After interviewing more than eighty composers and performers, conducting a dozen financial case studies, and distributing an online survey to more than 5,000 musicians, the Future of Music Coalition has identified no less than 42 distinct revenue streams ranging from karaoke licensing to merchandise sales.

Friend of the show, Assistant Director of Harvard Law School’s Cyberlaw Clinic, and lecturer at Harvard Law School Chris asked Kristin about her research and its implications for contemporary musicians.

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RB 200: The Library Of The Future

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Library Bookshelf

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The technological advancements of the past twenty years have rendered the future of the library as a physical space, at least, as uncertain as it has ever been.

The information that libraries were once built to house in the form of books and manuscripts can now be accessed in the purely digital realm, as evidenced by initiatives like the Digital Public Library of America, which convenes for the second time this Friday in San Francisco.

But libraries still have profound cultural significance, indicating that even if they are no longer necessary for storing books they will continue to exist in some altered form.

Radio Berkman host David Weinberger postulated in his book Too Big To Know that the book itself is no longer an appropriate knowledge container – it has been supplanted by the sprawling knowledge networks of the internet. The book’s subtitle is “Rethinking Knowledge Now That the Facts Aren’t the Facts, Experts Are Everywhere, and the Smartest Person in the Room Is the Room.”

Inspired by the work of Harvard Graduate School of Design students in Biblioteca 2: Library Test Kitchen – who spent the semester inventing and building library innovations ranging from nap carrels to curated collections displayed on book trucks to digital welcome mats – we turned the microphone around and had library expert Matthew Battles ask David, “When the smartest person in the room is the room, how do we design the room?”

Matthew Battles is the Managing Editor and Curatorial Practice Fellow at the Harvard metaLAB. He wrote Library: an Unquiet History and a biography of Harvard’s Widener Library.

David Weinberger is the author of Too Big To Know and a senior researcher at the Berkman Center. He is also the co-director of the Harvard Law School Library Lab.

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RB 199: Be Great. Go Viral. (Rethinking Music IX)

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RB199

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Dave Herlihy currently teaches music industry classes at Northeastern University and operates his own practice specializing in entertainment law, intellectual property, copyright, trademark, licensing, and new media.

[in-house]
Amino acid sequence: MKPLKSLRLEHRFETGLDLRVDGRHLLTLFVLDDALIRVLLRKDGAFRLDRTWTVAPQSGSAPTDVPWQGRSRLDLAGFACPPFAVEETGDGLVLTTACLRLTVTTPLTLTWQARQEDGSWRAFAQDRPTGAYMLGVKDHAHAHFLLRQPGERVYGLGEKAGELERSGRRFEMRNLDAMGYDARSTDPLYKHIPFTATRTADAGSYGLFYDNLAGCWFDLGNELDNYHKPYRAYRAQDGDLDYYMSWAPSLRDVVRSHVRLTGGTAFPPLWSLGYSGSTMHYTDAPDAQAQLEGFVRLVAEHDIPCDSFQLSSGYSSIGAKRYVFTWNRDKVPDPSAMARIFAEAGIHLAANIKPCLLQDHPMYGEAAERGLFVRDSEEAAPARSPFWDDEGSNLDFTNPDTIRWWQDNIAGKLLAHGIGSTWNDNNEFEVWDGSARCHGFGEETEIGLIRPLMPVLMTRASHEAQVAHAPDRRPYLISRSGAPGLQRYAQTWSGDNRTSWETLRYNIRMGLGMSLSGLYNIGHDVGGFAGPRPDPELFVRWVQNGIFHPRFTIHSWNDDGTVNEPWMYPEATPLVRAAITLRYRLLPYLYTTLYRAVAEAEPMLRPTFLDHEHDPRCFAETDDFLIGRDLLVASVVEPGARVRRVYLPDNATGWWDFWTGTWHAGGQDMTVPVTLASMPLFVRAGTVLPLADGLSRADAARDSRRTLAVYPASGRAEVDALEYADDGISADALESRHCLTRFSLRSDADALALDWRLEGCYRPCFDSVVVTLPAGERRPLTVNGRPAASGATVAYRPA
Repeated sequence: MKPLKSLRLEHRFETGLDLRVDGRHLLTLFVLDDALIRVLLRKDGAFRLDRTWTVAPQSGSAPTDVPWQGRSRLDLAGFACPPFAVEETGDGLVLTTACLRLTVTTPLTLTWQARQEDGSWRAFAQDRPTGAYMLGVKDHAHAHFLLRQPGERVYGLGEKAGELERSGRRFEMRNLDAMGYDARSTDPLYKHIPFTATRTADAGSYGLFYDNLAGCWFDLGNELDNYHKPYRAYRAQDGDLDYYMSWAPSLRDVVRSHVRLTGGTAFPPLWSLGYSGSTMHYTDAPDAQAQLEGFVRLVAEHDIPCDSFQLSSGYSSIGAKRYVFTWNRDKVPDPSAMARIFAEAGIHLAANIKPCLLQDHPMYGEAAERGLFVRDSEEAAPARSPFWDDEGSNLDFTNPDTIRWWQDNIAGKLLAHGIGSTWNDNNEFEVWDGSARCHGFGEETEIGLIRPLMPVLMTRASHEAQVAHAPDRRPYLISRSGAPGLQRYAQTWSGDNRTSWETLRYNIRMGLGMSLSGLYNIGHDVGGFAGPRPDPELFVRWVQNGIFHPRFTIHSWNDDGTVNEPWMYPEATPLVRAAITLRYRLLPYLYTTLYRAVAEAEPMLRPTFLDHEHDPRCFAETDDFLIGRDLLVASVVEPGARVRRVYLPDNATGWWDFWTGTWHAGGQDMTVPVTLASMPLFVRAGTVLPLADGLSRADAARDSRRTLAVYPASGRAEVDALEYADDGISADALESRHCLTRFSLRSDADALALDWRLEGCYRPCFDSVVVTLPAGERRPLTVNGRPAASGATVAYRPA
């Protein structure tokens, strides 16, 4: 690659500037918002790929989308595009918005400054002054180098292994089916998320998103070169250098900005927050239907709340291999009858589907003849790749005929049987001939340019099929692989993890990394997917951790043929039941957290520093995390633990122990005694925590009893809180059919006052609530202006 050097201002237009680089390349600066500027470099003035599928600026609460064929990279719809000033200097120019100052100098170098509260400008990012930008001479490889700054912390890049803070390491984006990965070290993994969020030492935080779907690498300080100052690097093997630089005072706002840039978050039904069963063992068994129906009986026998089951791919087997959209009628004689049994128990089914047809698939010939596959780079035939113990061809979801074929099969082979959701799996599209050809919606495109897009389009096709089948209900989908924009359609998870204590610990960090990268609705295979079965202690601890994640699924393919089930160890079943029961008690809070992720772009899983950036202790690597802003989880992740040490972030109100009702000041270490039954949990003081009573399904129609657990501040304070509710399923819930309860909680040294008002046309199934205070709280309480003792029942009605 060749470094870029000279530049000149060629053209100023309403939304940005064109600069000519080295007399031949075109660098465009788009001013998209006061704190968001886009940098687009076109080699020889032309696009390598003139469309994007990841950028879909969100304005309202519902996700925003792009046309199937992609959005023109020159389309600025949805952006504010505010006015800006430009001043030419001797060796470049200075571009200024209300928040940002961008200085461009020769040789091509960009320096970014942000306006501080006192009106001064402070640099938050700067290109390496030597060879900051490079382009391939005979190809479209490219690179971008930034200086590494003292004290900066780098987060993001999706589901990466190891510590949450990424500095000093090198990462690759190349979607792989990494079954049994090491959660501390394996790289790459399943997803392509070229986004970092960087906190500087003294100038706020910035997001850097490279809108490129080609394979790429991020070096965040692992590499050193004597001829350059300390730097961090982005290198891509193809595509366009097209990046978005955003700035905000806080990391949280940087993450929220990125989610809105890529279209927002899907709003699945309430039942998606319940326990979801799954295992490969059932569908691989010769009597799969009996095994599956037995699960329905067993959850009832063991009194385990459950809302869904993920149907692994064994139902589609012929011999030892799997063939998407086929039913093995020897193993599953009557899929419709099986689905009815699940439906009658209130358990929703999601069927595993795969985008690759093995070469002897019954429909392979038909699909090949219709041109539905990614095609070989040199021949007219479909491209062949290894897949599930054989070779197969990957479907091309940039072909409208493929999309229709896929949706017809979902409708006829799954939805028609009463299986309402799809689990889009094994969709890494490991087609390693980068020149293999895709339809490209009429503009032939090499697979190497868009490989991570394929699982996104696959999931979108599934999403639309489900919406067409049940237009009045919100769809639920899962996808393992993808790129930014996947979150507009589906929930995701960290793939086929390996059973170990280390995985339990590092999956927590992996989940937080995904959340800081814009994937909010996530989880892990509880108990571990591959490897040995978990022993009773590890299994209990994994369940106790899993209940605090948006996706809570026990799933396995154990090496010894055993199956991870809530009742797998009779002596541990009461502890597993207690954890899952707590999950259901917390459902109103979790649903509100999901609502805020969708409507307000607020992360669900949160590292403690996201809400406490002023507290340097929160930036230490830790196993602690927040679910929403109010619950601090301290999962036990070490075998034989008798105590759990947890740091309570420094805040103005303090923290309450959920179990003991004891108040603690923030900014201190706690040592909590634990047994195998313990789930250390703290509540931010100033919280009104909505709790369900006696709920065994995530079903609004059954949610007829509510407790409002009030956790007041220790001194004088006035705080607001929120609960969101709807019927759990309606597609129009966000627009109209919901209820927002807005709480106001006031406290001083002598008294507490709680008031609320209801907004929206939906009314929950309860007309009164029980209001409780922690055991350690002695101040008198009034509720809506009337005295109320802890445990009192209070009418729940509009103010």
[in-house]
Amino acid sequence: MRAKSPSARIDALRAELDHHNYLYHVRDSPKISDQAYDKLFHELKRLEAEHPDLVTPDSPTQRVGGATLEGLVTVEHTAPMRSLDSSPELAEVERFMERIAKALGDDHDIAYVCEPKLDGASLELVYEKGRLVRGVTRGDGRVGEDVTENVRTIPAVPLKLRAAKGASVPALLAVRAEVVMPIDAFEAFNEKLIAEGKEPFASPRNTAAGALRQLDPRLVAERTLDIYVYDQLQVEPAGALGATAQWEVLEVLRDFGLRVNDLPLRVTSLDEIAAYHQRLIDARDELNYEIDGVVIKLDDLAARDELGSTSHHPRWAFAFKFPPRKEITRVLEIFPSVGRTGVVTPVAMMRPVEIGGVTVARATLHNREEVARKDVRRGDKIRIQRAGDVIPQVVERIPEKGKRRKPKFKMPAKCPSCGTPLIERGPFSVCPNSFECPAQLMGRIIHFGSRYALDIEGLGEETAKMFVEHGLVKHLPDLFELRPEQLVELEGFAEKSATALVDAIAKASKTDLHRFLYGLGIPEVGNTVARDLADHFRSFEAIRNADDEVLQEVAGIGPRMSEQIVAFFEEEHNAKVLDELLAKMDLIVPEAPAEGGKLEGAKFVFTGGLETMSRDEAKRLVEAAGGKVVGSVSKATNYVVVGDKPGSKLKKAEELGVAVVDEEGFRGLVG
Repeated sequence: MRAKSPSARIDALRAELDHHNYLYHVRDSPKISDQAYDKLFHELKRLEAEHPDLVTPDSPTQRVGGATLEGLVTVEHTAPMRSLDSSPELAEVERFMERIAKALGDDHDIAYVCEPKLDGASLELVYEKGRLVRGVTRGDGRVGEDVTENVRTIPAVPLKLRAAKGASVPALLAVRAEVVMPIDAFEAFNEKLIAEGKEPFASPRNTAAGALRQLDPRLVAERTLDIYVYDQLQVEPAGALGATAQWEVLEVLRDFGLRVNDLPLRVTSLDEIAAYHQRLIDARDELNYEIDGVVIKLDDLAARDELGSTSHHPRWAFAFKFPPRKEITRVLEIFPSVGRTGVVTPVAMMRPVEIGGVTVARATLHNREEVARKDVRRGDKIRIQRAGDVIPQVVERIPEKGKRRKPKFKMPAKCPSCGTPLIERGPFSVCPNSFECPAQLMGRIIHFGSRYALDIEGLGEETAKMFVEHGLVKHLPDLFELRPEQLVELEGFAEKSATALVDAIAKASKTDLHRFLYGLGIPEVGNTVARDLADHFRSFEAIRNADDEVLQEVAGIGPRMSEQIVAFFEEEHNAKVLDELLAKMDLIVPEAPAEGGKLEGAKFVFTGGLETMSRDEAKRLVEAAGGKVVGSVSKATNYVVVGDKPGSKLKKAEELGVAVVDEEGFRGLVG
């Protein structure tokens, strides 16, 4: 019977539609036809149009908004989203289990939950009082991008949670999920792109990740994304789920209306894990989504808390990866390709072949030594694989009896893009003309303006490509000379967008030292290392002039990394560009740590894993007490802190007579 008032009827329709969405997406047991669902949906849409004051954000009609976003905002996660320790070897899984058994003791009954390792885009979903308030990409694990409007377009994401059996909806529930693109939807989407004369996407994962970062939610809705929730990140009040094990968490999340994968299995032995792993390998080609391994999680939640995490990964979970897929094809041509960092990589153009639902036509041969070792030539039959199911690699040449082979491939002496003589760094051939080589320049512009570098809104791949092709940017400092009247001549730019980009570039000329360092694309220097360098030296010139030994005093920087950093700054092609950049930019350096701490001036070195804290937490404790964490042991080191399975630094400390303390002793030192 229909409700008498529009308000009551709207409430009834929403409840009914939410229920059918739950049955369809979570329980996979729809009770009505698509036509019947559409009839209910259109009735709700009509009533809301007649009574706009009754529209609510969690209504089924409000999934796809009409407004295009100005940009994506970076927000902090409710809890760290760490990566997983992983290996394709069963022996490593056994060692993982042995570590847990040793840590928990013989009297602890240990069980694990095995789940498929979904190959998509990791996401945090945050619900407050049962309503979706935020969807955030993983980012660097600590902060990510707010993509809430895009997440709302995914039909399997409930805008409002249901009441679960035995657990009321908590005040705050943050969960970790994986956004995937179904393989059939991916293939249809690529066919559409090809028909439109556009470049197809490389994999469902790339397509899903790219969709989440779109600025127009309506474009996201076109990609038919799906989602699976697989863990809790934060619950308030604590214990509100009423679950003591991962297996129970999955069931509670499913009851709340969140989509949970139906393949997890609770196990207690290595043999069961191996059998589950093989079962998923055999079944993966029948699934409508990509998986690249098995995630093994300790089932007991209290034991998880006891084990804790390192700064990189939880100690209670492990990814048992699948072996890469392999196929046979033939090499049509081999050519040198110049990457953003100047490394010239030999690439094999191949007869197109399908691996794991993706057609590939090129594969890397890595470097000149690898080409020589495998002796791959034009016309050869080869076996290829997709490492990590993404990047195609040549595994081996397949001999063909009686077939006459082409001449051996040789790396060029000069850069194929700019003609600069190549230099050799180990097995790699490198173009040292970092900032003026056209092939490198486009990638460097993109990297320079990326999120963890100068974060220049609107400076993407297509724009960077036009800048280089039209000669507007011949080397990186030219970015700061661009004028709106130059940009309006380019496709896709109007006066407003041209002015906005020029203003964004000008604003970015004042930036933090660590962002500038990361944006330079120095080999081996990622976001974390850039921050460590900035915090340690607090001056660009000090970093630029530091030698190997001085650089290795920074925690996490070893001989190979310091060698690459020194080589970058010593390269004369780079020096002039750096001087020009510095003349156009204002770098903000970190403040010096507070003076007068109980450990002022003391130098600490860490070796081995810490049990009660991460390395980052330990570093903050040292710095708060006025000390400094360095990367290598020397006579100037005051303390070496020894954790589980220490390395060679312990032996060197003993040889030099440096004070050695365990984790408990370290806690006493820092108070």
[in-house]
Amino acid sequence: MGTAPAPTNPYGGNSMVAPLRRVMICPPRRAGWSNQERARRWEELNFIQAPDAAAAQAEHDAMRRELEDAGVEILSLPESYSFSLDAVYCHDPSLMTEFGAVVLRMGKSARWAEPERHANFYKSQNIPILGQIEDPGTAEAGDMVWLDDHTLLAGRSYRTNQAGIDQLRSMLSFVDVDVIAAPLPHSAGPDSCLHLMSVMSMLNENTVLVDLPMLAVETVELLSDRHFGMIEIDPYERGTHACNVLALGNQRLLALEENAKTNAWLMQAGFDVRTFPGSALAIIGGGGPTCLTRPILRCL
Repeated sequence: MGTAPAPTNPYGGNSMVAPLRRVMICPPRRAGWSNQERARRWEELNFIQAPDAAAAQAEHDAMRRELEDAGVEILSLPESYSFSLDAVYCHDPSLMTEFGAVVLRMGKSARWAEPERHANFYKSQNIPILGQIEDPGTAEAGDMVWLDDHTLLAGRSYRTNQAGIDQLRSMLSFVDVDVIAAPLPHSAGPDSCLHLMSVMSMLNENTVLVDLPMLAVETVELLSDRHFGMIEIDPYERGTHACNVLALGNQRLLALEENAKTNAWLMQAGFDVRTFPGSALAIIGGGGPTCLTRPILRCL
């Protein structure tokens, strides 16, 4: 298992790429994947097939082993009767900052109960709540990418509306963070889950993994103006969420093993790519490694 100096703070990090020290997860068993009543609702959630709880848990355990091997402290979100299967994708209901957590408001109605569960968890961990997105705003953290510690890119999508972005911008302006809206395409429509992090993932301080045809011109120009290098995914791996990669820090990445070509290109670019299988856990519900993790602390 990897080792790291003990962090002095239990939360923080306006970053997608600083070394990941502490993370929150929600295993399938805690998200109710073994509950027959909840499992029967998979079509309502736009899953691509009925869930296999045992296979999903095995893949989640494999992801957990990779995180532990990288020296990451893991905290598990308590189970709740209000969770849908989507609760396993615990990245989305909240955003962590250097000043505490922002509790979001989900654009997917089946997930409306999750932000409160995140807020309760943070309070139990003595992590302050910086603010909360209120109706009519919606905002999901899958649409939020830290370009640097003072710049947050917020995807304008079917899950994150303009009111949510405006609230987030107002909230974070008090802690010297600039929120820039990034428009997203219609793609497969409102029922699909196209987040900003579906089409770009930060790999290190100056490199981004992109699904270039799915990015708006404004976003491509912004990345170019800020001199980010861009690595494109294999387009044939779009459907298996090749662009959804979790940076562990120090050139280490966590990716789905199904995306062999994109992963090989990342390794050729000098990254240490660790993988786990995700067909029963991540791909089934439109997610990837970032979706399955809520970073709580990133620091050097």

But twenty-five years ago he was the lead singer of O Positive, a Boston-area band poised on the brink of a major label record deal.

Friend of the show, Assistant Director of Harvard Law School’s Cyberlaw Clinic, and lecturer at Harvard Law School Chris Bavitz interviewed Dave about his band’s trajectory from being the “best band in the basement” to appearing on the Billboard charts (and what came after).

Dave also offers his insight into the role of record labels in the YouTube era, and how he would resolve media licensing issues if he were an enlightened despot, and how to get famous.

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RB 198: The Community Supported Musician (Rethinking Music VIII)

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Is there room in the music industry for middle-class musicians?

Friend of the show Nancy Baym brought together three career performer/songwriters who all stumbled on the same analogy for how musicians can “make it” in the digital age: that of Community Supported Agriculture (CSAs). Kristin Hersh, Zoe Keating, and Erin McKeown discuss what models have worked for them, and the unorthodox ways they’ve learned to make a living as artists.

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RB 197: University 2.0

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University 2

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This week’s guest, Juan Carlos de Martin, readily admits that he is only the latest in a long line of thinkers to portend the end of the university as we know it. He almost gleefully cites Thomas Edison as one of his most notable predecessors. But Juan Carlos may be the first to be right.

When Juan Carlos began his research tracing the history of the university – an institution that has barely changed since the founding of the University of Bologna nearly a millennium ago – he was optimistic about the democratizing effects of digital technology. However, Juan Carlos now says he has identified several persuasive arguments against the University that together could topple the ivory tower.

David Weinberger interviewed Juan Carlos – a Berkman Fellow and co-founder of the NEXA Center for Internet and Society in Torino, Italy – about what Juan Carlos has called the “perfect storm” on the University’s horizon.